Wednesday, November 09, 2005
A Remarkable Spanish Letter
I just received an e-mail which, by the looks of it, has been making the rounds. So far I haven't been successful in authenticating it; I'd appreciate any help in that regard. (Update: the author is likely writing under a pseudonym; see the comments below for details.)
All European Life Died In Auschwitz -- by Sebastian Vilar Rodrigez
I walked down the street in Barcelona, and suddenly discovered a terrible truth – Europe died in Auschwitz.
We killed six million Jews and replaced them with 20 million Muslims.
In Auschwitz we burned a culture, thought, creativity, talent. We destroyed the chosen people, truly chosen, because they produced great and wonderful people who changed the world.
The contribution of this people is felt in all areas of life: science, art, international trade, and above all, as the conscience of the world. These are the people we burned.
And under the pretence of tolerance, and because we wanted to prove to ourselves that we were cured of the disease of racism, we opened our gates to 20 million Muslims, who brought us stupidity and ignorance, religious extremism and lack of tolerance, crime and poverty due to an unwillingness to work and support their families with pride.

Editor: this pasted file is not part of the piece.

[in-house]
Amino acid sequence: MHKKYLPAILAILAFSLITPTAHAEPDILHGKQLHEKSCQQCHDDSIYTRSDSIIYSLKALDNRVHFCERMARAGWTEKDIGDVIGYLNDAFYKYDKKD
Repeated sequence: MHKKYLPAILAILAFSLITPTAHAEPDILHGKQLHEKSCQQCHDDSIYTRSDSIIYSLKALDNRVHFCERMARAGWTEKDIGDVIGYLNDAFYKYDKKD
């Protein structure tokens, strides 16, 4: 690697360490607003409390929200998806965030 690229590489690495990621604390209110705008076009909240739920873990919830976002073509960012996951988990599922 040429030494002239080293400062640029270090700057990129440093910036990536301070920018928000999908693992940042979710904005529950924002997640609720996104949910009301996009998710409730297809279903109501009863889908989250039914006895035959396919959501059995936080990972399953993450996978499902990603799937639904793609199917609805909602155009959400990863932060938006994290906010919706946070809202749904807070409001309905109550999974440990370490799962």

They have turned our beautiful Spanish cities into the third world, drowning in filth and crime.
Shut up in the apartments they receive free from the government, they plan the murder and destruction of their naïve hosts.
And thus, in our misery, we have exchanged culture for fanatical hatred, creative skill for destructive skill, intelligence for backwardness and superstition.
We have exchanged the pursuit of peace of the Jews of Europe and their talent for hoping for a better future for their children, their determined clinging to life because life is holy, for those who pursue death, for people consumed by the desire for death for themselves and others, for our children and theirs.
What a terrible mistake was made by miserable Europe.
Sebastian Vilar Rodrigez - Spanish Writer
This is a summary of an article recently printed in a Spanish newspaper.
If this is real, it's quite a remarkable statement. (And I wonder about the theme of guilt and expiation: was that the motivation for Europe's ready acceptance of so many Muslim immigrants, something that would have been unthinkable before WWII? It's an interesting theory.)